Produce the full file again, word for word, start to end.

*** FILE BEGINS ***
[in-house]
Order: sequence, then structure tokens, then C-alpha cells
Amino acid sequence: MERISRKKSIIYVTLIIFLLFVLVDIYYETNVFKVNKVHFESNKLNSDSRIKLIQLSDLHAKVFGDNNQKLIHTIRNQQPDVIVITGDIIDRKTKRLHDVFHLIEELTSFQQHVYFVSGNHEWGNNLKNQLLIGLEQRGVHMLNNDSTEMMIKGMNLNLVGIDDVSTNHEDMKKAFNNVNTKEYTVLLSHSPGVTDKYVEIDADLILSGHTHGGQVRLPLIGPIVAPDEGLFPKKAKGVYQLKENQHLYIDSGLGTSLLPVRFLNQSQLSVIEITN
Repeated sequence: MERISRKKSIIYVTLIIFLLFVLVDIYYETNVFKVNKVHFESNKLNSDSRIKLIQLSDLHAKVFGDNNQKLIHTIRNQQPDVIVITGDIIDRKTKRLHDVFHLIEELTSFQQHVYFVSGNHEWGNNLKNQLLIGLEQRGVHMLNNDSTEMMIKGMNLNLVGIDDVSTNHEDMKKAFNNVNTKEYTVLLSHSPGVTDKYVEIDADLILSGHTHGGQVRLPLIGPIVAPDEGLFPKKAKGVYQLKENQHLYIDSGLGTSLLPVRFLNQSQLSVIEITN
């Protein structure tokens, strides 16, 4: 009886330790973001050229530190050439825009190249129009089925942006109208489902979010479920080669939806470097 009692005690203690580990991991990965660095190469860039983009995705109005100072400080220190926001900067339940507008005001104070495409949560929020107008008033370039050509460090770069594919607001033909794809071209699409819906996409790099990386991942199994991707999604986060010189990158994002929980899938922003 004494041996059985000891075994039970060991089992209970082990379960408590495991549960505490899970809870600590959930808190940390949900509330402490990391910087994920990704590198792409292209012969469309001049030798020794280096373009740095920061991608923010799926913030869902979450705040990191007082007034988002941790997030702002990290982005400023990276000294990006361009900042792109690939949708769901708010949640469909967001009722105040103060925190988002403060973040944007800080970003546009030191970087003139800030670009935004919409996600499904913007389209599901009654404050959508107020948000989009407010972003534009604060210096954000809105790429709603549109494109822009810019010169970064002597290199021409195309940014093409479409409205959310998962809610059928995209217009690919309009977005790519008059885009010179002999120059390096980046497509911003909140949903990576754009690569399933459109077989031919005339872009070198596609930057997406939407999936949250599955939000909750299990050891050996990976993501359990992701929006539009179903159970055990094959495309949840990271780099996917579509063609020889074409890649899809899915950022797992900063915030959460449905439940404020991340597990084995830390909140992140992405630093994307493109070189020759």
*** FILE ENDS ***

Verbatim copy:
[in-house]
Order: sequence, then structure tokens, then C-alpha cells
Amino acid sequence: MERISRKKSIIYVTLIIFLLFVLVDIYYETNVFKVNKVHFESNKLNSDSRIKLIQLSDLHAKVFGDNNQKLIHTIRNQQPDVIVITGDIIDRKTKRLHDVFHLIEELTSFQQHVYFVSGNHEWGNNLKNQLLIGLEQRGVHMLNNDSTEMMIKGMNLNLVGIDDVSTNHEDMKKAFNNVNTKEYTVLLSHSPGVTDKYVEIDADLILSGHTHGGQVRLPLIGPIVAPDEGLFPKKAKGVYQLKENQHLYIDSGLGTSLLPVRFLNQSQLSVIEITN
Repeated sequence: MERISRKKSIIYVTLIIFLLFVLVDIYYETNVFKVNKVHFESNKLNSDSRIKLIQLSDLHAKVFGDNNQKLIHTIRNQQPDVIVITGDIIDRKTKRLHDVFHLIEELTSFQQHVYFVSGNHEWGNNLKNQLLIGLEQRGVHMLNNDSTEMMIKGMNLNLVGIDDVSTNHEDMKKAFNNVNTKEYTVLLSHSPGVTDKYVEIDADLILSGHTHGGQVRLPLIGPIVAPDEGLFPKKAKGVYQLKENQHLYIDSGLGTSLLPVRFLNQSQLSVIEITN
């Protein structure tokens, strides 16, 4: 009886330790973001050229530190050439825009190249129009089925942006109208489902979010479920080669939806470097 009692005690203690580990991991990965660095190469860039983009995705109005100072400080220190926001900067339940507008005001104070495409949560929020107008008033370039050509460090770069594919607001033909794809071209699409819906996409790099990386991942199994991707999604986060010189990158994002929980899938922003 004494041996059985000891075994039970060991089992209970082990379960408590495991549960505490899970809870600590959930808190940390949900509330402490990391910087994920990704590198792409292209012969469309001049030798020794280096373009740095920061991608923010799926913030869902979450705040990191007082007034988002941790997030702002990290982005400023990276000294990006361009900042792109690939949708769901708010949640469909967001009722105040103060925190988002403060973040944007800080970003546009030191970087003139800030670009935004919409996600499904913007389209599901009654404050959508107020948000989009407010972003534009604060210096954000809105790429709603549109494109822009810019010169970064002597290199021409195309940014093409479409409205959310998962809610059928995209217009690919309009977005790519008059885009010179002999120059390096980046497509911003909140949903990576754009690569399933459109077989031919005339872009070198596609930057997406939407999936949250599955939000909750299990050891050996990976993501359990992701929006539009179903159970055990094959495309949840990271780099996917579509063609020889074409890649899809899915950022797992900063915030959460449905439940404020991340597990084995830390909140992140992405630093994307493109070189020759």